“We are now less than a week away from the February 15 deadline to fund the government, and President Trump has threatened to drag the American public through a shutdown for a second time,” the Democrat from Massachusetts wrote in a series of new letters shared first with Roll Call.

Joni Ernst repays D.C. $1,900 in taxes after claiming homestead tax break
In effect, the senator had claimed her Capitol Hill condo on as her primary residence

Sen. Joni Ernst has paid back Washington, D.C., for improperly claiming a tax benefit reserved for people who make their primary residence in the District.

The Iowa Republican had claimed the D.C. homestead exemption, which reduces the value of primary residences for tax purposes. The Des Moines Register was first to report the senator’s repayment, which totaled almost $1,900 for taxes going back to 2016.

House members want official office supply store to stock tampons
Three House lawmakers seeking clear guidance on using office funds for feminine hygiene products

Three House lawmakers are asking the new leadership of the House Administration panel to clarify if tampons and other feminine hygiene products can be purchased with official office allowances.

It’s the latest development in a saga that started last summer when Rep. Sean Patrick Maloney, a New York Democrat, was denied permission to buy tampons for his office using his Members’ Representational Allowance.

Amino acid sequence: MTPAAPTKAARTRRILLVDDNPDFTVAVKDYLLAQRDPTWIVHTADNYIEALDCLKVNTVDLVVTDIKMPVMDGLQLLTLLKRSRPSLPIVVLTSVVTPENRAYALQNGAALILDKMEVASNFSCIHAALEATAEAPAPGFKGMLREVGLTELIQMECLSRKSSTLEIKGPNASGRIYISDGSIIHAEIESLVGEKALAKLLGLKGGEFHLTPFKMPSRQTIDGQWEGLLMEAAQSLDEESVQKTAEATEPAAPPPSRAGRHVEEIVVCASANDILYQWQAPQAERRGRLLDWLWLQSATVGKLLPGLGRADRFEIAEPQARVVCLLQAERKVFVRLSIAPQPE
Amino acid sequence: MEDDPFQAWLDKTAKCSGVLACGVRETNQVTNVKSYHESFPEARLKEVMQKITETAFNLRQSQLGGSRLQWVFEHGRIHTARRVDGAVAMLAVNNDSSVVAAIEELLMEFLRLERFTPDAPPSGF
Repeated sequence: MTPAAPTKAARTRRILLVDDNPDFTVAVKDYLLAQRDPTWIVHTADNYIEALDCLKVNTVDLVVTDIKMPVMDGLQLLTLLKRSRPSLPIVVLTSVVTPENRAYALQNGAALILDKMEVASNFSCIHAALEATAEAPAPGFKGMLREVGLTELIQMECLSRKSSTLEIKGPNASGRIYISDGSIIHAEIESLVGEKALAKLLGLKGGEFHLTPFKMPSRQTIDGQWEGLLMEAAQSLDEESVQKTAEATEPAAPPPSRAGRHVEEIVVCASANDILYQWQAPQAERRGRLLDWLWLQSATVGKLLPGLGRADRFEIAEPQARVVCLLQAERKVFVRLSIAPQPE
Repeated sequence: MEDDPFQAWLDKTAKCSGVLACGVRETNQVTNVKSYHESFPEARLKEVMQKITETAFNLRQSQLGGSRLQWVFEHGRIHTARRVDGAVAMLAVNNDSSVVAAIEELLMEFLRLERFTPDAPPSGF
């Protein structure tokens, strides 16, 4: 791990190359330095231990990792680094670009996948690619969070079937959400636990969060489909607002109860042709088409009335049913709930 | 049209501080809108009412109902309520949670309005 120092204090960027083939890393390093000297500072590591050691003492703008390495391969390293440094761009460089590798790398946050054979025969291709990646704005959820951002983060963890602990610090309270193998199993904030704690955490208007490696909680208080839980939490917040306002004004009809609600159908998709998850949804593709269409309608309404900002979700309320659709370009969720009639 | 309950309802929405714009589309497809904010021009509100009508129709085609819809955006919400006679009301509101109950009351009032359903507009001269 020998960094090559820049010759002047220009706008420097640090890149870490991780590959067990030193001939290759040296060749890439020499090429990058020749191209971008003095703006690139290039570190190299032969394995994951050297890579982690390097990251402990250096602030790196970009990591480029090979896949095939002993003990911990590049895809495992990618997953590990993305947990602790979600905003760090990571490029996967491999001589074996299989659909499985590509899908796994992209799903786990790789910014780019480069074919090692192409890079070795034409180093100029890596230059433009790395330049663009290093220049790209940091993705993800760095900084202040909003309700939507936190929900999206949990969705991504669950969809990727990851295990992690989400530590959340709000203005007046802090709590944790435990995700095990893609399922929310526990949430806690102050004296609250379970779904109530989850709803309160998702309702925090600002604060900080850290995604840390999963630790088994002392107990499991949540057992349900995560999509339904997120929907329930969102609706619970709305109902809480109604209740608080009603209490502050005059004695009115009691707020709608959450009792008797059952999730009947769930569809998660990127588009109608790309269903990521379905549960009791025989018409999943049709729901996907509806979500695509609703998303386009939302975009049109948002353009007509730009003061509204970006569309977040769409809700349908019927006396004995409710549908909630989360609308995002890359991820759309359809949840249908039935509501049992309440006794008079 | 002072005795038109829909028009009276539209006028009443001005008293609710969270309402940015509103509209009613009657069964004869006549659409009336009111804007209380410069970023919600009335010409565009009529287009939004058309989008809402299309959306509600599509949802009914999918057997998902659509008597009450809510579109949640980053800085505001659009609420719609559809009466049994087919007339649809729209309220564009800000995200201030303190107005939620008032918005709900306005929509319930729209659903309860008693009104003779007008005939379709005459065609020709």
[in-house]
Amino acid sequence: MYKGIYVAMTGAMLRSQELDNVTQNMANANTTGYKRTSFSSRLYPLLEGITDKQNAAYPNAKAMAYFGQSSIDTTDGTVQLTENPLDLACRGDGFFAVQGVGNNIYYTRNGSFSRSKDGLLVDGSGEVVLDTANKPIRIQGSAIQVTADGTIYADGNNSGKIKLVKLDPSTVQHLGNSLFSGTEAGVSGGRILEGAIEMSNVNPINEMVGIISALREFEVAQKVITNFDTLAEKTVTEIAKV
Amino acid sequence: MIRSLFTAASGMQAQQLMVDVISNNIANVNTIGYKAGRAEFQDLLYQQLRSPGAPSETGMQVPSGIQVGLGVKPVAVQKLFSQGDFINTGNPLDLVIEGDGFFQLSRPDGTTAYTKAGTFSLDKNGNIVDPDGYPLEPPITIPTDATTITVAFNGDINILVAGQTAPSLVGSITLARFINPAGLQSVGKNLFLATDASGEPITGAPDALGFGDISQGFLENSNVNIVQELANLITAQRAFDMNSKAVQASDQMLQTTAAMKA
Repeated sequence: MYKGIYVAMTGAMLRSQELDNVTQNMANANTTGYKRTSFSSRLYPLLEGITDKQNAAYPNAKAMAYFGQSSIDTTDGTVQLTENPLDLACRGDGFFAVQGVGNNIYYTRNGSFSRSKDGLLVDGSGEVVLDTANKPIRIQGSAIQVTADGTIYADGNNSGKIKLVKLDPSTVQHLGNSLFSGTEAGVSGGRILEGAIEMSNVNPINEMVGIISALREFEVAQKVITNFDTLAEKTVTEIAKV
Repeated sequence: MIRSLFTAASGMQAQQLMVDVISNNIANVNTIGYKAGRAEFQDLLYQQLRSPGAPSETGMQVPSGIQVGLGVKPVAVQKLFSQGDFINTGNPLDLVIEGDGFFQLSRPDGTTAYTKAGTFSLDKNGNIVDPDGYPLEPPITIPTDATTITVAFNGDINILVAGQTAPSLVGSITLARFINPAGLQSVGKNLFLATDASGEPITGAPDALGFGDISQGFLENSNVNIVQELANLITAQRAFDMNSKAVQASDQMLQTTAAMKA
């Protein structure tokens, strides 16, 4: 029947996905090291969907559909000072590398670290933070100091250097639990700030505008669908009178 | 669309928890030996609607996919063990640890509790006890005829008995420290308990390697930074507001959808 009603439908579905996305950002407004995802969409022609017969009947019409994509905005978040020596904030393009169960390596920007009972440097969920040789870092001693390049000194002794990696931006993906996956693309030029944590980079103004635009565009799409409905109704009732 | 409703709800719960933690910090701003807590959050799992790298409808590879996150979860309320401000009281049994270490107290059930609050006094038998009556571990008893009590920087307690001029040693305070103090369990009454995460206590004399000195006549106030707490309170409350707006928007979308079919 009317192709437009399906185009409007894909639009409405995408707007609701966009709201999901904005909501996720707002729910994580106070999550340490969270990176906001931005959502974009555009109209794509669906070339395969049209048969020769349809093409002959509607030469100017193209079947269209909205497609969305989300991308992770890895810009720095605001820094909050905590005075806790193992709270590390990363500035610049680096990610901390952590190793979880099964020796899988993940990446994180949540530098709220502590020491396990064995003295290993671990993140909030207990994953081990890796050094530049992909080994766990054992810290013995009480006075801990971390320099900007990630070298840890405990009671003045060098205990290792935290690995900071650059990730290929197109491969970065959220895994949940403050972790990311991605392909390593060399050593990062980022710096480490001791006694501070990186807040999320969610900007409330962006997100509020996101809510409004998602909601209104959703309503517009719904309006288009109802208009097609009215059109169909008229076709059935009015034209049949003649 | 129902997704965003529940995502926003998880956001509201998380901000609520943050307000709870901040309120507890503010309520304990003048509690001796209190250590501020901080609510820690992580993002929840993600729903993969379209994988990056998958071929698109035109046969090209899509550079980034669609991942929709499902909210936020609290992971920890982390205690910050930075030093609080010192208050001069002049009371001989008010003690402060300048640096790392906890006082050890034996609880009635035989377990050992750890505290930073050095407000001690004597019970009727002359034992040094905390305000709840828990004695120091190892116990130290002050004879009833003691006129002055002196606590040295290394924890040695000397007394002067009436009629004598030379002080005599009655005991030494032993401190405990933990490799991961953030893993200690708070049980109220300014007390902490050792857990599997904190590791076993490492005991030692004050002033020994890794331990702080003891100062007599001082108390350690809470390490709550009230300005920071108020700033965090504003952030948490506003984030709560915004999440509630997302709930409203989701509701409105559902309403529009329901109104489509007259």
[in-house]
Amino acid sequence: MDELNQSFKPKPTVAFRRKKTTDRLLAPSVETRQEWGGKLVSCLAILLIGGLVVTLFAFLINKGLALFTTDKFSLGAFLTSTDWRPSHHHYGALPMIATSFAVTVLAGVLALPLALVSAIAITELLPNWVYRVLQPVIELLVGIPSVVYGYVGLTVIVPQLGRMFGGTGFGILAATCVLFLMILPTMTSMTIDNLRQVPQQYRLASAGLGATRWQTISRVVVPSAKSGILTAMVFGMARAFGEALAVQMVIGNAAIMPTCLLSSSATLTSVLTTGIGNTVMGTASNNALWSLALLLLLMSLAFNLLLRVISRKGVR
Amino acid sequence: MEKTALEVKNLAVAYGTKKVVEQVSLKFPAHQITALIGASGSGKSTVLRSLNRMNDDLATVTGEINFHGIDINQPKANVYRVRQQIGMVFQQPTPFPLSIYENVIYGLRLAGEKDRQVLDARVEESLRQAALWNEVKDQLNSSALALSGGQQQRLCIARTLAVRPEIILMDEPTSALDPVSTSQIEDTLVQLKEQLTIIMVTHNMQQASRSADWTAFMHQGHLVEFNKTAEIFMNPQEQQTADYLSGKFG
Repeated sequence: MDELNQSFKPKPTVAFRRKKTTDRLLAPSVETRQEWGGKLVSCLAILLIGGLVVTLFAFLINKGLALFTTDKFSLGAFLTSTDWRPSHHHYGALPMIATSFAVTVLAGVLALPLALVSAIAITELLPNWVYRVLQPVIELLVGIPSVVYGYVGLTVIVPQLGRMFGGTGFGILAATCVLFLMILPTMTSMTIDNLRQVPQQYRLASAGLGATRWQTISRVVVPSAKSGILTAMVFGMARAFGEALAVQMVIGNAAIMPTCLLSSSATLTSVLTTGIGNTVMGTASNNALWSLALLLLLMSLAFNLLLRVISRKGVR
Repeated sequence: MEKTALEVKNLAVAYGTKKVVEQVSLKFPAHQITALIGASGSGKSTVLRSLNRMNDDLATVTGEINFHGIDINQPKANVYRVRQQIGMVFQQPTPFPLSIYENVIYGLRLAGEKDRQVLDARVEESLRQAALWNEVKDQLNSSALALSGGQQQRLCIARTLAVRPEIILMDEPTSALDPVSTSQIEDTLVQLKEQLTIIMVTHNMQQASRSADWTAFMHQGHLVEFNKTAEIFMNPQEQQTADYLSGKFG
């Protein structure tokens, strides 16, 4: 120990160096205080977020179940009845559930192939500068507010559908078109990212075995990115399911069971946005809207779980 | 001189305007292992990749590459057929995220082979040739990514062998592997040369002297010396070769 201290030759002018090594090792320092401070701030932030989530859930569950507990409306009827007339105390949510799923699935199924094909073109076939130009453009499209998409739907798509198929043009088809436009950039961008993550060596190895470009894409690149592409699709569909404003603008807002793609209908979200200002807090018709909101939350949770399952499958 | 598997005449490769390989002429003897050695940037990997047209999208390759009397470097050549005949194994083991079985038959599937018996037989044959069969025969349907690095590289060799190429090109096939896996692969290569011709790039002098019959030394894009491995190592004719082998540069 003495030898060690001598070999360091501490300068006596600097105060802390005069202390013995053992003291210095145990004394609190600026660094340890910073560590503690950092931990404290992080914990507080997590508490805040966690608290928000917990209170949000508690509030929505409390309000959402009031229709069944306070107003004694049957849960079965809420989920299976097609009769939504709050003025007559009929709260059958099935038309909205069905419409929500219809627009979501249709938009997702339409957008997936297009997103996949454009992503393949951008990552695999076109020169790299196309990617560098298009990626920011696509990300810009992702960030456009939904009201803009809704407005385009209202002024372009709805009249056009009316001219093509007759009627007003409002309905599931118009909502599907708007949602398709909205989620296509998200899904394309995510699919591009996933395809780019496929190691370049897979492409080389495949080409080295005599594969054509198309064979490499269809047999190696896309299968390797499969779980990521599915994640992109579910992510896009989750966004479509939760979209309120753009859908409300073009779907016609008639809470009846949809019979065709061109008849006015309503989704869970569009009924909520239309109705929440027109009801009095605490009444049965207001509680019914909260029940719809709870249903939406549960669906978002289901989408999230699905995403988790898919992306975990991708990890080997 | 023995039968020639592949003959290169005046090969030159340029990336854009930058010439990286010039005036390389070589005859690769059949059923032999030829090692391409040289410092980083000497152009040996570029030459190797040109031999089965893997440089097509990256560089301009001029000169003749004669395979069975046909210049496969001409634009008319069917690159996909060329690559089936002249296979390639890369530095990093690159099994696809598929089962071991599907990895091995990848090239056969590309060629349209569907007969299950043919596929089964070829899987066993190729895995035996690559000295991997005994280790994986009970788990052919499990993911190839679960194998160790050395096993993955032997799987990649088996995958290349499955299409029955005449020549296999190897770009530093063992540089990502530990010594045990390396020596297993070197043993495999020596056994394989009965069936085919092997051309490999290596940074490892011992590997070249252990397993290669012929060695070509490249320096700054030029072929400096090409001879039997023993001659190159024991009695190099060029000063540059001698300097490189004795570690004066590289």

Senate Rules panel could advance plan to cut debate time on Trump nominees next week
Republican Sens. Roy Blunt and James Lankford introduced the newest version on Wednesday

Senate Republicans are moving ahead with an effort to effectively change the rules, reducing the amount of debate time allowed on many lower-level nominations by President Donald Trump.

The resolution, which has been championed by Sen. James Lankford, R-Okla., was being reintroduced Wednesday. It’s expected to be marked up by the Senate Rules and Administration Committee next week, according to a person familiar with the scheduling.

Democrats running for president want presidential transitions to share security clearance applicant lists
Elizabeth Warren is among the headliners on the new legislation

Most of the Senate Democrats running for president are headlining an effort to force presidential transitions to turn over lists of security clearance applicants to Congress.

Sen. Elizabeth Warren is headlining the effort, and co-sponsors include potential or confirmed 2020 hopefuls like Cory Booker of New Jersey, Kirsten Gillibrand of New York, Kamala Harris of California and Amy Klobuchar of Minnesota.

Shelby: Trump SOTU didn’t move the needle on border security talks